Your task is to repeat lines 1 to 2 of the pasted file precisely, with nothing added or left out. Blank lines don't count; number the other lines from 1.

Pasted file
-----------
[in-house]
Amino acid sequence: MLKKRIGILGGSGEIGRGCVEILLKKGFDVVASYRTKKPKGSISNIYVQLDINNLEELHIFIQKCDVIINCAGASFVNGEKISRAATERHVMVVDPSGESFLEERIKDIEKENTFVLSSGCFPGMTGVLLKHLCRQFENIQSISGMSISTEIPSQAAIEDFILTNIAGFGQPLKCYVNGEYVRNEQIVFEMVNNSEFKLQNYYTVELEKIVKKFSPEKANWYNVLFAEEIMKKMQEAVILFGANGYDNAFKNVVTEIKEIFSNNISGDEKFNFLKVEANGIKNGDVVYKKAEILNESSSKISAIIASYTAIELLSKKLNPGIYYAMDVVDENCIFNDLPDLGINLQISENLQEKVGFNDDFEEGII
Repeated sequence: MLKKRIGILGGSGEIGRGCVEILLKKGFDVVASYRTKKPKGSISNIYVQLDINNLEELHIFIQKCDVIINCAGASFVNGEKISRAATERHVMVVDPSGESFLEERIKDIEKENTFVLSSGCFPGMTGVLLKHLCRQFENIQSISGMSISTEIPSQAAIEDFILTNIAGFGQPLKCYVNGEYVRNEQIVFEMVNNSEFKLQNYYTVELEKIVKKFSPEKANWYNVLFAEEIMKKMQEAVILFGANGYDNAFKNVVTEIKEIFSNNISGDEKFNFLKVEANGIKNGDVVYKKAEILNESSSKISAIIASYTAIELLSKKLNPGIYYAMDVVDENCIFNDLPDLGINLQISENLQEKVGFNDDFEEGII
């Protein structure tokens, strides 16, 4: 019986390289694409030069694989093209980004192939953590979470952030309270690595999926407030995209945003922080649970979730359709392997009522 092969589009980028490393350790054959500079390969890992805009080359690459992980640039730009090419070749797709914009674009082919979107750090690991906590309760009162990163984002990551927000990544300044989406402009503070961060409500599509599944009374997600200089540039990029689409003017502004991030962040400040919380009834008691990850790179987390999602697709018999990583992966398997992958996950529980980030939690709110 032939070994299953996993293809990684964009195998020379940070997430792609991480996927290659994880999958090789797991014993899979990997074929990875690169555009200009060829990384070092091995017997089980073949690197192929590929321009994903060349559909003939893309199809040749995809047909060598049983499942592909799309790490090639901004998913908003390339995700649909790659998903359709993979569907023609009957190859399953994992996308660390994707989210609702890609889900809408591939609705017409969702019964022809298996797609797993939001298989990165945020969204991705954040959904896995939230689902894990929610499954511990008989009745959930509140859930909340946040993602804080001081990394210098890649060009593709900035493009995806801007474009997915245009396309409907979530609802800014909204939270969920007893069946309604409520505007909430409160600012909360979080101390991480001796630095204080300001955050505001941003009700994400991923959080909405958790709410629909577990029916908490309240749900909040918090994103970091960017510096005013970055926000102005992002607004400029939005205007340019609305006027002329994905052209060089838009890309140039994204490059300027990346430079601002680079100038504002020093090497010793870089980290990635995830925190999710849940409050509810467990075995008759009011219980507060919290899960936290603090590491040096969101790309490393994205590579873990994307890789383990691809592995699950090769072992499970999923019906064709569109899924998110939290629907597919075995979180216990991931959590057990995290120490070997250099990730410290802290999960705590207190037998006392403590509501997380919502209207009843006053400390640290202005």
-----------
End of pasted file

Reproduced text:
[in-house]
Amino acid sequence: MLKKRIGILGGSGEIGRGCVEILLKKGFDVVASYRTKKPKGSISNIYVQLDINNLEELHIFIQKCDVIINCAGASFVNGEKISRAATERHVMVVDPSGESFLEERIKDIEKENTFVLSSGCFPGMTGVLLKHLCRQFENIQSISGMSISTEIPSQAAIEDFILTNIAGFGQPLKCYVNGEYVRNEQIVFEMVNNSEFKLQNYYTVELEKIVKKFSPEKANWYNVLFAEEIMKKMQEAVILFGANGYDNAFKNVVTEIKEIFSNNISGDEKFNFLKVEANGIKNGDVVYKKAEILNESSSKISAIIASYTAIELLSKKLNPGIYYAMDVVDENCIFNDLPDLGINLQISENLQEKVGFNDDFEEGII